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edge staff writer


Prophecies and possibilities – ‘The Immortalists’

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We all want to get the most out of the lives we live. But how might your life’s path change if someone told you the day on which it would end?

That’s what happens to four children living in New York City in the late 1960s in Chloe Benjamin’s novel “The Immortalists” (G.P. Putnam’s Sons, $26). What follows is a steady journey across the decades, following each of these young people as their choices are impacted by the ever-closing distance between them and their predicted fates.

The Gold children live on the Lower East Side with their parents Saul and Gertie. It’s 1969; Saul owns a reasonably successful small business, but he works incredibly hard for that success. One sweltering summer day, the four young Golds decide to go on an adventure. Daniel has heard rumors of a traveling psychic, a mysterious woman whose mystical powers are whispered about with awe. After collecting their pennies and pooling their meager funds, the adolescent quartet makes their way to the purported fortune teller.

One at a time, they enter the woman’s tiny apartment. And one at a time, they are told the date on which they can expect to die.

As you might expect, the experience leaves the Gold children shaken. Instead of a bit of light-hearted fun, these kids are forced to confront the concept of their own mortality. Yet despite the shadowy nature of the prophecies – or perhaps because of it – they choose not to share their new secrets with one another. Instead, they struggle with their fates alone.

Their methods of coping vary wildly. Simon, the youngest, makes his way to the West Coast in an effort to find himself on his own terms; he seeks love and passion in the San Francisco of the early 1980s. His sister Klara makes that move with him, but her path leads her in a very different direction – her childhood love of magic blossoms. Her work with illusion moves from avocation to vocation as she builds an act that captures the spirit of what she wants to say.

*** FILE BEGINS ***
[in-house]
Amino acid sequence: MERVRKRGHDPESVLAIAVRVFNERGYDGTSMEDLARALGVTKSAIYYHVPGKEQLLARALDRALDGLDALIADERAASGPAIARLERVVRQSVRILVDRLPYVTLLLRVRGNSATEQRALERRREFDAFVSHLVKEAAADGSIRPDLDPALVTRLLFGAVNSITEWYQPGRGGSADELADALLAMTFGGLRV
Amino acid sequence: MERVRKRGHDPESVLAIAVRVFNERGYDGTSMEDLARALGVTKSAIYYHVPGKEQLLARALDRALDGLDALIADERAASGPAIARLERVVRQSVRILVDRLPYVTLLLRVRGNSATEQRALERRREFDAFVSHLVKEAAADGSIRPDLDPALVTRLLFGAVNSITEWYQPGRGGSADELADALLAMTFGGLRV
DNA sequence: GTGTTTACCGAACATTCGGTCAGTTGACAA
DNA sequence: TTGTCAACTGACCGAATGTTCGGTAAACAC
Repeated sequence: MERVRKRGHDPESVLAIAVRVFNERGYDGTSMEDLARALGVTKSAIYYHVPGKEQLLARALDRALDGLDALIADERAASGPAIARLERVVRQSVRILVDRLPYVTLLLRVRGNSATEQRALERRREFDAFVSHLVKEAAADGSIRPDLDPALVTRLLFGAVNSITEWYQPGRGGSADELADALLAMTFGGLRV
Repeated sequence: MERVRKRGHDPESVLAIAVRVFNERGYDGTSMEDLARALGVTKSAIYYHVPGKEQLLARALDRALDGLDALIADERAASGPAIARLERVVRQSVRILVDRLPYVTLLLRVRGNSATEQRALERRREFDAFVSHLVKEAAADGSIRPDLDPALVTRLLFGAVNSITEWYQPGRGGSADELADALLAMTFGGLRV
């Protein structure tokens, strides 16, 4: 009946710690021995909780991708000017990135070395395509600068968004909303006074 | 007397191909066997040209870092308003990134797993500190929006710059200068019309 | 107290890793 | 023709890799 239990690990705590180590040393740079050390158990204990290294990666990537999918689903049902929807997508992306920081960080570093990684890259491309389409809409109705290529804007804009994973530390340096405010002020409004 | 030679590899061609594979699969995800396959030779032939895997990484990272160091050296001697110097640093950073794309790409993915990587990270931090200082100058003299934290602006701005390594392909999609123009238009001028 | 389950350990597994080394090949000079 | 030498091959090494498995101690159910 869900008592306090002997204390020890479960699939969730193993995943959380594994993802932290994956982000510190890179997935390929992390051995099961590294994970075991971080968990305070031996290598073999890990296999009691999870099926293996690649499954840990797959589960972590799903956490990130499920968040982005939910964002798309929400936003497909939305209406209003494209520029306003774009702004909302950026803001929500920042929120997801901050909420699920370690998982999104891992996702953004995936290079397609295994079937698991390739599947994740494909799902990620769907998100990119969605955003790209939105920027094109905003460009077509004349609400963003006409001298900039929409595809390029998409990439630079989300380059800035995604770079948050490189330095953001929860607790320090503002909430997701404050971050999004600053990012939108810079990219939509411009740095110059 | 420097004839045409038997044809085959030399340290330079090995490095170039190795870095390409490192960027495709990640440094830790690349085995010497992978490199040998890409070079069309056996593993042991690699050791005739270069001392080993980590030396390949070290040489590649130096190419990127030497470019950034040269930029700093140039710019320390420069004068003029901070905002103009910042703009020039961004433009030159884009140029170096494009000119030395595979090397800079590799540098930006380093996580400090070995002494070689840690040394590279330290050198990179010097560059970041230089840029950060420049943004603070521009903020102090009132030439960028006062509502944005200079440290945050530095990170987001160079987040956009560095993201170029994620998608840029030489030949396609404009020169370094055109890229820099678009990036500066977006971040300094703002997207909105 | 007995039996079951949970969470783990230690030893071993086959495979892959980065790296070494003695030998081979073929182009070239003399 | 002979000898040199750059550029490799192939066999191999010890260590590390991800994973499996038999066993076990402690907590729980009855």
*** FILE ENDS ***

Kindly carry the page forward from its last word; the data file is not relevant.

The other two move down much more staid, stolid paths. Daniel studies medicine and becomes a military doctor, one whose duties include determining the fitness of potential recruits even as those requirements shift during the first decade of the 21st century. And Varya delves even deeper into her own life of the mind, devoting her considerable gifts to the study of longevity; she works as a research scientist devoted to increasing the lifespans of primates in an effort to slow and/or extend the aging process in humans.

And through it all, all four seek the human connections that – they hope – will make them happy. Meanwhile, each of them carry within them the knowledge of that singular date, a day over which a sword of Damocles perpetually dangles … and there’s no way for them to know if, when the time comes, it will actually drop.

“The Immortalists” is a decades-spanning family epic, one that follows each of the Gold children as they move through the world. They grow and change and even thrive, but never manage to escape the lengthy shadow cast by that fateful day back in 1969. It seems like a simple conceit – and it is – but there’s nothing simple about the vivid richness of the resulting narrative.

Benjamin throws up the blinds and opens wide the windows on the respective worlds of the Gold children; each of them is brought into sharp focus as the years roll by. All four get their time in the spotlight, but perhaps most compelling are the moments of overlap – some extensive, some incredibly brief – that illustrate the shifting swirl of sibling relationships. There’s an ebb and flow to the dynamic that captures the attention, a tidal force that is familiar and familial. That tug is present on every page – indicative of the author’s keen sense of storytelling and characterization.

All four of the Golds – Simon, Klara, Daniel and Varya – have unique stories to tell, each of them existing as a distinct narrative while also serving as a segment of a larger whole. It’s a compelling and carefully-wrought piece of literary craftsmanship, assembled smoothly and seamlessly by Benjamin, whose prose bubbles throughout with notes of humor and heartbreak.

“The Immortalists” is a story about stories and the power that belief can hold over us. It is a story about the meaning of family and the many faces of love. It is beautifully written, sharp and tender in ways that ring loud with thought and truth. Chloe Benjamin is a dynamic and gifted literary voice, one we should look forward to hearing again and again.


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